Walking through the estate Duin and Kruidberg and Middle Herenduin (black route)
The landscape changes from farmland to forest and dune area. Duin and Kruidberg has a history of splitting and merging. The double names are merges of the old homesteads Duin and Berg and De Kruidberg. The name Herenduinen is descended from the owners of the Heren van Brederode. The dunes are about 800 years old.
Difficulty: Intermediate walk
Length: 8 kilometers
Duration: 2 hours
Marking: Follow black arrows
Starting point: Parking Duin- and Kruidbergerweg next to Landgoed Duin and Kruidberg. (Entrance opposite Hoeve Eigenwijs, Duin- and Kruidbergerweg between house number 72 and 74 turn right into the narrow road. Parking Herenduin: Entrance is located at the Duin- en Kruidbergerweg in Driehuis, south of the Westerveld Cemetery, opposite ‘Lijn 5’ entering the road .
Access: By train to station Santpoort-Noord. There you walk through the tunnel under the railway to the other platform (arrival from the direction Uitgeest). You walk across the platform and take the footpath to the right. Then turn left to the Kennemergaardweg and then turn left to the parking lot.
Catering: The adjacent Landgoed Duin and Kruidberg or Hoeve Eigenwijs, Duin- en Kruidbergerweg 89
At the parking lot we turn right along the information sign. We follow the black arrows. Soon we climb up and descend the Koepelberg. We now walk past the Landgoed Duin and Kruidberg to the entrance of the Midden Herenduin. We are now in the Big Forest. After some time we will end up on the bike path. We follow this a little bit and than we take the Verbindingspad. We still follow the black arrows and then return to a cycle path that leads to the sea. We turn left here and now walk back to the parking lot together with the blue arrows.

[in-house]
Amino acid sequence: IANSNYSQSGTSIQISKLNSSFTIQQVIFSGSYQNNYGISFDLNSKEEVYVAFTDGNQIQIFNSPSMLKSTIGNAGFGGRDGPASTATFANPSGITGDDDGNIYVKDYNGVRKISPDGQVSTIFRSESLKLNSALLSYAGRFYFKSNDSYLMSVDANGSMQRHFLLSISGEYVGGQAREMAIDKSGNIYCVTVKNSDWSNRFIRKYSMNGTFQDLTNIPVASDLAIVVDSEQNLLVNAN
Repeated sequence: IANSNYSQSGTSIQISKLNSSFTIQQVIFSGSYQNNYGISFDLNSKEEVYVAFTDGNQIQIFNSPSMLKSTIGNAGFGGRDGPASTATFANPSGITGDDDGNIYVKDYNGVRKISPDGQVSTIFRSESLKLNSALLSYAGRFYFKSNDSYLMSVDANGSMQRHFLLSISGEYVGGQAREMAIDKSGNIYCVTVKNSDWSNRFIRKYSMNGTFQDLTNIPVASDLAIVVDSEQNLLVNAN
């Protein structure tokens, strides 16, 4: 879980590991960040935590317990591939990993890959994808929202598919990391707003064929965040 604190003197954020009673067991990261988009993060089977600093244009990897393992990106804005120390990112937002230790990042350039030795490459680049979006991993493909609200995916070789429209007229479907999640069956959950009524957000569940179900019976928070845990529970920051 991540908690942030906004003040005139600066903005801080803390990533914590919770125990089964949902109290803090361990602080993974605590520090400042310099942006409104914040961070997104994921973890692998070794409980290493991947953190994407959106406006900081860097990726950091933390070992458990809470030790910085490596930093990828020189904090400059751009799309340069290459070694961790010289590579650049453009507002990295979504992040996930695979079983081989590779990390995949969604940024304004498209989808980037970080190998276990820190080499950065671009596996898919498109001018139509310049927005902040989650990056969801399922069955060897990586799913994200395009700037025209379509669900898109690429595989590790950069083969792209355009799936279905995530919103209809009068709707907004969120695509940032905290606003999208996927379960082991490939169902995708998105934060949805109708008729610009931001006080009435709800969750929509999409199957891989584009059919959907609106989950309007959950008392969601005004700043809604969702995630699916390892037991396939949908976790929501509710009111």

On the way we can encounter deer and roe deer. Pony’s and Scottish Highlanders also run in the grazing area. These animals provide for changes in the dune area due to their grazing. With their hooves they release the sand and sometimes make the start of a sand drift. Some plants benefit from this. Several plants grow here for instance the water mint, parnasia, slender gentian and orchids.
We walk through a grazing area of Koniks horses and Scottish Highlanders. They are used to open the soil and eat the vegetation. This creates an open dune landscape. The mosses, herbs and flowers get another chance to grow. The animals are not dangerous. However, it is advised to keep a distance and not to feed the animals.
At the “Grote Vlak” you see many bushes and few trees. The grassland is unique in Europe. Because the soil is nutrient-poor, there are many rare species of plants such as, smooth and real walstro, dune violets, broom, lunar, eyebright and reed orchids. You can also see rare insects such as dragonflies, glass cutters, brown winter damselflies, dune pearl fowl and orange tips.